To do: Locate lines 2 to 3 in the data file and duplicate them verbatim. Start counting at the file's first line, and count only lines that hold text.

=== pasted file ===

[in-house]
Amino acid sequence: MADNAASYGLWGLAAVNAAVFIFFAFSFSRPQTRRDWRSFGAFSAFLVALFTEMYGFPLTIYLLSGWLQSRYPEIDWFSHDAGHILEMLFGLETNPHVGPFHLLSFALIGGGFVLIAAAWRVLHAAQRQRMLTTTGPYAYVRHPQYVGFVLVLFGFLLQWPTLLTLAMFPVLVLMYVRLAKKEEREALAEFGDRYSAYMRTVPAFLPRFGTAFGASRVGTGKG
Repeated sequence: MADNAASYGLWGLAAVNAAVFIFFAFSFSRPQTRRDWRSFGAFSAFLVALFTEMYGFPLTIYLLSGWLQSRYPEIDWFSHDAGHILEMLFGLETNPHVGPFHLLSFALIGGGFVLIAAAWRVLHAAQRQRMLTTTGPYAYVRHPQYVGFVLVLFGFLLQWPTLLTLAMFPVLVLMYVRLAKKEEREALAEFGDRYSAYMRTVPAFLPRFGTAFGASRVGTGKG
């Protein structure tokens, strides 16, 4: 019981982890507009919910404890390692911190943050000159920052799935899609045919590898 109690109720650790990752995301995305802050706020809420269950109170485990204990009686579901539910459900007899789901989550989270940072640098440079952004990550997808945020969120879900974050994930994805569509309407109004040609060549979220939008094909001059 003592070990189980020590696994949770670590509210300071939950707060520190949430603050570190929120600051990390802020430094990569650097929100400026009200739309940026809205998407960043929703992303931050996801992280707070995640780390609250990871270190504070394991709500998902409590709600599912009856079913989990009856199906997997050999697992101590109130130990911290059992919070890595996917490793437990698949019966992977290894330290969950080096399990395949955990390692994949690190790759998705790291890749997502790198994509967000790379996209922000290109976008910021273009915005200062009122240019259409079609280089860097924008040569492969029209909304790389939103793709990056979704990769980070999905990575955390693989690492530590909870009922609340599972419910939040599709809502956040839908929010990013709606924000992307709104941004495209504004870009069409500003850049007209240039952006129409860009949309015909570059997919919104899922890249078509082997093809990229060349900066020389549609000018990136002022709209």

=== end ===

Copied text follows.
Amino acid sequence: MADNAASYGLWGLAAVNAAVFIFFAFSFSRPQTRRDWRSFGAFSAFLVALFTEMYGFPLTIYLLSGWLQSRYPEIDWFSHDAGHILEMLFGLETNPHVGPFHLLSFALIGGGFVLIAAAWRVLHAAQRQRMLTTTGPYAYVRHPQYVGFVLVLFGFLLQWPTLLTLAMFPVLVLMYVRLAKKEEREALAEFGDRYSAYMRTVPAFLPRFGTAFGASRVGTGKG
Repeated sequence: MADNAASYGLWGLAAVNAAVFIFFAFSFSRPQTRRDWRSFGAFSAFLVALFTEMYGFPLTIYLLSGWLQSRYPEIDWFSHDAGHILEMLFGLETNPHVGPFHLLSFALIGGGFVLIAAAWRVLHAAQRQRMLTTTGPYAYVRHPQYVGFVLVLFGFLLQWPTLLTLAMFPVLVLMYVRLAKKEEREALAEFGDRYSAYMRTVPAFLPRFGTAFGASRVGTGKG